Could the ethical use of distributed blockchain ‘labor’ replace digital advertising?

Politifact’s website was hacked back in October. The hackers installed some JavaScript behind the scenes that secretly commandeered the CPU cycles of anyone who visited PolitiFact’s website and forced them to mine a cryptocurrency called Monero. This created a vast, distributed network of unknowing Monero-miners. The culprits were eventually caught, in part, because they didn’t reduce the burden that the act of undercover mining placed on each user’s individual CPU which, according to The Register, “hammered the visiting machine’s processor, taking up 100 per cent of spare processor capacity.”

Then, late last month, Ars Technica wrote about another example of so-called “drive-by cryptomining,” another attempt to secretly turn other people’s machines into clandestine crypto-miners. The article continues, “One researcher recently documented 2,500 sites actively running cryptomining code in visitors’ browsers, a figure that, over time, could generate significant revenue.”

This is obviously shady behavior, but it also seems to work as a concept, which begs the question: What if someone did the exact same thing, but wasn’t shady about it? What if they announced to their users and visitors that, instead of bombarding them with pop-up ads and pleas for donations, they would allow visitors to simply opt-out of the ads in exchange for, say, 25 percent of their CPU cycles while visiting that site?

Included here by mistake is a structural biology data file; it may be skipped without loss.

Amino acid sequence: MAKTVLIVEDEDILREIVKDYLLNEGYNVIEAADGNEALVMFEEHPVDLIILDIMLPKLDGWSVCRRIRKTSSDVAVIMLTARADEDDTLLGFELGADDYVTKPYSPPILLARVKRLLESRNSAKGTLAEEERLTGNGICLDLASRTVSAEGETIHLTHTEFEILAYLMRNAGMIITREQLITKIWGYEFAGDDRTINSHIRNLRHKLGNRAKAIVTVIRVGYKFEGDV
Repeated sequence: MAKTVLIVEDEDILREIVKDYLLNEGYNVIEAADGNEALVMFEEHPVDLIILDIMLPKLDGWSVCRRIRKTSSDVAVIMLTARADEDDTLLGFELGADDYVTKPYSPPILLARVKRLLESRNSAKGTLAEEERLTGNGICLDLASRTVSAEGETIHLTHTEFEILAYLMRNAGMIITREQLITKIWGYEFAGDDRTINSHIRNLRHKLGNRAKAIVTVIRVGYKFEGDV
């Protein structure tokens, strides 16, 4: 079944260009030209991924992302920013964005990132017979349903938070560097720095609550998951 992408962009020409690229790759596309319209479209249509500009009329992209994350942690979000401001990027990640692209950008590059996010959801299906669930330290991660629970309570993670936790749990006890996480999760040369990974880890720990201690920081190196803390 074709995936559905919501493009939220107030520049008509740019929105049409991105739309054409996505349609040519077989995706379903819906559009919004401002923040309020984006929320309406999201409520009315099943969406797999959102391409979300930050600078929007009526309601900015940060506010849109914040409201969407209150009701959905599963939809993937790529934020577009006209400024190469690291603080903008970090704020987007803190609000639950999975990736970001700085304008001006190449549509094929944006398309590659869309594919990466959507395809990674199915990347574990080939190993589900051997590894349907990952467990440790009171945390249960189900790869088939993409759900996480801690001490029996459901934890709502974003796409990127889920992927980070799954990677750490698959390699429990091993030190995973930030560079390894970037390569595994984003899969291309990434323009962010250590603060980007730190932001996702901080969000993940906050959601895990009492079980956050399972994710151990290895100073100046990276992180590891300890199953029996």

Now multiply that portion of an individual’s CPU cycles by the number of daily visitors to a large news website like The Guardian or the New York Times. Might that be enough to “generate significant revenue,” or at least enough to warrant further exploration of this concept? Bitcoin mining networks have already proven eight times faster than the world’s top 500 supercomputers, so it’s not a question of power or speed.

I don’t personally know enough about cryptocurrency — or even basic computing science, for that matter — to say whether or not this idea is even plausible. I’m also not saying that this idea has to be limited to mining cryptocurrencies, although I can’t think of anything else with such a direct potential monetary value attached to it.

Still, the idea of using a distributed network of processors to accomplish a task — in this case, mining Monero — is apparently attractive and viable enough for malicious hackers to take advantage of it. The only thing separating the apparently-effective-but-shady stuff they’re doing without our knowledge or consent is the shady part. Why can’t we rework and appropriate that same concept and turn it into something valuable and, most importantly, ethical and above-board?


Joe Amditis is the associate director of the Center for Cooperative Media. Contact him at amditisj@montclair.edu.

About the Center for Cooperative Media: The Center is a grant-funded program of the School of Communication and Media at Montclair State University. The Center is supported with funding from the John S. and James L. Knight Foundation, the Geraldine R. Dodge Foundation and Democracy Fund. Its mission is to grow and strengthen local journalism, and in doing so serve New Jersey residents. For more information, visit CenterforCooperativeMedia.org.

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